With over 38 million people living in the most extensive urban sprawl in the world, Tokyo can be a tricky city to navigate at first. Adding to the difficulty is that there is no single central downtown core, but rather a string of city centres dotted across the capital, each with their own feel and flair. So we wanted to help you unpack the different neighbourhoods that make up this megatropolis. Part One - West: Shinjuku, Harajuku and Omotesando, Shibuya, Ebisu, and Roppongi.
It is challenging to think of Paris and not have the Eiffel Tower conger in your mind's eye. The structure is synonymous with Paris, but it is far from the only impressive site in the City of Light. Join me along the River Seine, and past the monument lined boulevards on a journey to what we think are the top 50 places that are not the Eiffel Tower.
Even though the Sakura, Japanese Cherry Blossom, is in flower for a little over a week each year, it is a highly anticipated event. Walking along a river path, or catching the view from the metro window, they explode with colour, vibrant shades of pink drip from every tree, and you appreciate their brief but symbolic power.
A visit to the market at the Chinatown Complex will show you the other side of Singapore - vibrant, busting with chaotic energy. The Complex doesn’t look like much on the outside, but step inside and transport yourself to a hive of activity filled from the hawker centre to the most extensive wet market in Singapore.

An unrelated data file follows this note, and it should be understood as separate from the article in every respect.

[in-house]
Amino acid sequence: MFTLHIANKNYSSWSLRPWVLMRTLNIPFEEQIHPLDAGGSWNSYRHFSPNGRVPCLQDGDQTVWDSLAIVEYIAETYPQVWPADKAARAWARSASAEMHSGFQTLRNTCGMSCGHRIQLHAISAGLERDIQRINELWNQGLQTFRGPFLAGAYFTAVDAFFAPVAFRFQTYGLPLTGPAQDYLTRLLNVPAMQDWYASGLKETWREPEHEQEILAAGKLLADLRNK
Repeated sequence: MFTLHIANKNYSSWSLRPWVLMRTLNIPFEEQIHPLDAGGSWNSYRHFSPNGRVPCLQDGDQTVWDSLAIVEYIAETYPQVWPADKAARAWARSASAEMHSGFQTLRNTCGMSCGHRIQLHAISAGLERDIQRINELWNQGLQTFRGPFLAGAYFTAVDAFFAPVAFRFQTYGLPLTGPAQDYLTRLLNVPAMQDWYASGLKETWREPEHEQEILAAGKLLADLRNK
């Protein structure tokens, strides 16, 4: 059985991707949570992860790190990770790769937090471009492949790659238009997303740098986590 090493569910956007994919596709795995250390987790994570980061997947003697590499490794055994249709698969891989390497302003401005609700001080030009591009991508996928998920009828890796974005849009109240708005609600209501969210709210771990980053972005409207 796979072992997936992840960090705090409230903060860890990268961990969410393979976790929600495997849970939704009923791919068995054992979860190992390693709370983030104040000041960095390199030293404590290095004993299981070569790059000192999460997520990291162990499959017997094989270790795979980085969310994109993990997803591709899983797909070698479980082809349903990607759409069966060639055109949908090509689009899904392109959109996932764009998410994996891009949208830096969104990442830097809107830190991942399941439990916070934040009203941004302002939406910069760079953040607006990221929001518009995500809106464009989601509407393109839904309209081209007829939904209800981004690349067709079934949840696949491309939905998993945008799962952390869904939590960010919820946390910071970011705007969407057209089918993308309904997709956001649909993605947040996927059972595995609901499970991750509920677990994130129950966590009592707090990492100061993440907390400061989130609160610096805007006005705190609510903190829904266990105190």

I love the beach, and I love swimming, but on the other hand, I hate sand. I am not much of a fan of chlorine, so to keep alive saltwater swimming I seek refuge inside the many sea baths that dot the Australian coast. I relish the idea that I can climb on the rocks and swim laps in a saltwater pool, protected from the sharks, rip tides, and the sand.
There could not be a more iconic image of Lisbon than the little yellow trams rattling through the steep hills of the Portuguese capital, all but bowling down little old ladies as it roars through the tiny streets. Join me as I ride one of these historic trams and explore my favourite places along route №28 of Lisbon's Trams.
It does not host the Notre Dame or the Eiffel Tower, and it is not as flashy as Saint-Germain-des-Pres. There are no grand Haussmannian boulevards or any major Parisian monument, and it is exactly this reason that makes the Quartier Quinze-Vingts quintessentially Parisian.